Last month I had the privilege of joining a study tour to Cuba with former members of Congress — sponsored by the U.S. Association of Former Members of Congress (FMC). We met with government and Communist Party officials, members of the National Assembly and Foreign Ministry, artists, scholars, academics, economists, entrepreneurs, even cigar workers. Cubans feel genuine optimism that the recent normalization of relations with the United States may usher in a new era of cooperation. Continue reading Our Moment in Cuba?
In honor of Black History Month, I am going to share a story that I read many years ago. I do not recall exactly where and when, but I will never forget the story itself. Continue reading “I sit with Shakespeare…”
Perhaps we are asking the wrong questions in our national gun control debate. The issue is not whether we should have gun control laws in this country — or what they should be.
The issue, really, is why so many white middle-American men view any effort to regulate firearms as an assault on their very identity – and thus fight sane and rational laws as if their lives and liberties were at stake.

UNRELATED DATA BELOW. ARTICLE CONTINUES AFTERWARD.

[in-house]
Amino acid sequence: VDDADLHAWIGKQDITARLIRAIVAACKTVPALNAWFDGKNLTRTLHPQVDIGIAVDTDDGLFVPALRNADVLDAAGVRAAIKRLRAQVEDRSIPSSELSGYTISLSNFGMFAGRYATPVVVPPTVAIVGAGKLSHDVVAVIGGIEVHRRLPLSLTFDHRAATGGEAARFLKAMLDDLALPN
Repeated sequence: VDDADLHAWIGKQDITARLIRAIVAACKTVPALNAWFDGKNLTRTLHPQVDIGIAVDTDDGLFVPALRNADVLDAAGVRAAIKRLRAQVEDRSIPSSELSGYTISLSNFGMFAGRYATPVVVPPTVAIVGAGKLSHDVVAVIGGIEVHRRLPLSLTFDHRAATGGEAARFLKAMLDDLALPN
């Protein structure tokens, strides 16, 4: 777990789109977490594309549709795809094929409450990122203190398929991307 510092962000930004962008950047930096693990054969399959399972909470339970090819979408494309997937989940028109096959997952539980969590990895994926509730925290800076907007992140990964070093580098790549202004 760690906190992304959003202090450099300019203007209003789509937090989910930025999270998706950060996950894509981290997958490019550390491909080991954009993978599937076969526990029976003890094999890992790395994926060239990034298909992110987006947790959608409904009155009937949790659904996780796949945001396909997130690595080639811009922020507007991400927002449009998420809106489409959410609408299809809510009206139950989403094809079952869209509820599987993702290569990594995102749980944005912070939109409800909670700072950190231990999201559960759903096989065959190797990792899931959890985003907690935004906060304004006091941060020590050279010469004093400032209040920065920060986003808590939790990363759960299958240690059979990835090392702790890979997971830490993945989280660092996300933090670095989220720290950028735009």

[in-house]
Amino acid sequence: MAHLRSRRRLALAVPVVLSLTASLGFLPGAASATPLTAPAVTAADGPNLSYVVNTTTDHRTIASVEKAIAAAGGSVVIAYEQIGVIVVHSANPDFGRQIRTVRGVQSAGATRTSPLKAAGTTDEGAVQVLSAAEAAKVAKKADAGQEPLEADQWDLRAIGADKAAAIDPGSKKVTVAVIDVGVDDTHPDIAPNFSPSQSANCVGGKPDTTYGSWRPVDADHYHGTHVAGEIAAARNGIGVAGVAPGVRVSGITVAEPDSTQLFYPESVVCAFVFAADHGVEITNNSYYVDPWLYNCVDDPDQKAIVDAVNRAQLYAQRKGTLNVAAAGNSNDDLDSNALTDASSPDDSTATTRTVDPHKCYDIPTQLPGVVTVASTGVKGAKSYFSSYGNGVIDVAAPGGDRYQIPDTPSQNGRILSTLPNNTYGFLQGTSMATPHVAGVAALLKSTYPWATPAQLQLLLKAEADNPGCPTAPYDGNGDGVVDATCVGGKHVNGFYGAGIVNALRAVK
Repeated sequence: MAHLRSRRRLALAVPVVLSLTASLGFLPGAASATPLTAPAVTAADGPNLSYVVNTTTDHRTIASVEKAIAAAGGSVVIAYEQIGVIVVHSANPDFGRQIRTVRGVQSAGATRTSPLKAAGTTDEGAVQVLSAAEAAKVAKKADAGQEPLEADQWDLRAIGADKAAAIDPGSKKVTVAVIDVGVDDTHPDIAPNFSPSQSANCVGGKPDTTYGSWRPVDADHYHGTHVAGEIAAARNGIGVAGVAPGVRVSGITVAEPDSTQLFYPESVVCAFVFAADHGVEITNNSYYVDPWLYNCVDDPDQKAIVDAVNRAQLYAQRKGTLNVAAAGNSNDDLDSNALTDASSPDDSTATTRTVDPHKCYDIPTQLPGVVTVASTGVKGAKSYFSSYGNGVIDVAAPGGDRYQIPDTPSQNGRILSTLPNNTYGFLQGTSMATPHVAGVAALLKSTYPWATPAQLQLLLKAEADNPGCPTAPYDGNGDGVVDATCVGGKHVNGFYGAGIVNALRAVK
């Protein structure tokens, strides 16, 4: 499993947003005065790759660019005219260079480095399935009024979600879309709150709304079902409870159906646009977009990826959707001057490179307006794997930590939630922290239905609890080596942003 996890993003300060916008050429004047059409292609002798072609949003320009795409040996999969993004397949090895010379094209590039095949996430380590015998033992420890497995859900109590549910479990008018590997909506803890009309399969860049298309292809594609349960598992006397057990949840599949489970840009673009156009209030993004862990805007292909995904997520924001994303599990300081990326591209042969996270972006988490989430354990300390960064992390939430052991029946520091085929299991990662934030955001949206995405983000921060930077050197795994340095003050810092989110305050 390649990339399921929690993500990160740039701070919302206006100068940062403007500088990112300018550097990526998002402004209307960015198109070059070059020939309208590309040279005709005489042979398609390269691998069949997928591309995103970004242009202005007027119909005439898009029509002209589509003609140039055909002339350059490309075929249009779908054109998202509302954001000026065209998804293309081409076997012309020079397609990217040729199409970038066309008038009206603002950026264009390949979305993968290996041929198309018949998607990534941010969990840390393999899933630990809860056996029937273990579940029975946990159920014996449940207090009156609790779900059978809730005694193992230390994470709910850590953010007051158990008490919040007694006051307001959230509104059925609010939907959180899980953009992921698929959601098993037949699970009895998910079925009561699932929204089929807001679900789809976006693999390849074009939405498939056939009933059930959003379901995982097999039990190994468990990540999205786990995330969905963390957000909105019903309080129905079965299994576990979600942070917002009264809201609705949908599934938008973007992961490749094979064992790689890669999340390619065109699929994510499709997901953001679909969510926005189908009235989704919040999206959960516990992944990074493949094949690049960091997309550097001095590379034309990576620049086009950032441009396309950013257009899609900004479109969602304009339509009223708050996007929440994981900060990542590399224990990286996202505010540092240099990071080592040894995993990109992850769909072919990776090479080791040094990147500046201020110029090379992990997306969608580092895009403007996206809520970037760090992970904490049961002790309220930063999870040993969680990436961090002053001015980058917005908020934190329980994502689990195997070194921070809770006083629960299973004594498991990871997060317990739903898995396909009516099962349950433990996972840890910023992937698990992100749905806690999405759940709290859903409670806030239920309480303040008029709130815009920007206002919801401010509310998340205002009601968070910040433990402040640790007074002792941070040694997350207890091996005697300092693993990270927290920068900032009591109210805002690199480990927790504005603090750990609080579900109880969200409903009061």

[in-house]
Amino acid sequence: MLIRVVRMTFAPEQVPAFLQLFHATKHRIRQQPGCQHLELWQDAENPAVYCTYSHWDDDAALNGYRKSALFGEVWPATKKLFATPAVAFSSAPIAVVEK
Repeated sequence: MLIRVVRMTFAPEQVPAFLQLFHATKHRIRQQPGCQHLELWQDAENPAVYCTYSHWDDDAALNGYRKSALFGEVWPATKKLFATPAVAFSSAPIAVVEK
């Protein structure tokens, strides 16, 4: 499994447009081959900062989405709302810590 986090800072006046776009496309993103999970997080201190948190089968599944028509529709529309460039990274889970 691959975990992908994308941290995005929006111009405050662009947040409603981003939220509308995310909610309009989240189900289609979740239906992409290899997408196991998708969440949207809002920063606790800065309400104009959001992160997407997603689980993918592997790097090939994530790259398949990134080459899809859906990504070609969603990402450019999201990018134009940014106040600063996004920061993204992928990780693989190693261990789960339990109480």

And the answer may have less to do with guns themselves than with the diminishing status of white men in America over the last few decades. Continue reading White Men and Their Guns
Ask Tea Party adherents what inspires them most and many will say their reverence of history. Indeed it’s not unusual at Tea Party rallies to see bands of self-referential patriots dressed up in Revolutionary War garb, wearing tricorn hats and carrying their defiant Don’t Tread on Me flags. Continue reading The Tea Party Luddites
I know you’re frustrated with Barack Obama. You don’t understand how he was elected president. Twice. He wasn’t a war hero, an entrepreneur, or an executive of any kind, but a community organizer. (All work has dignity.) Continue reading Talk Radio: Slow Down the Race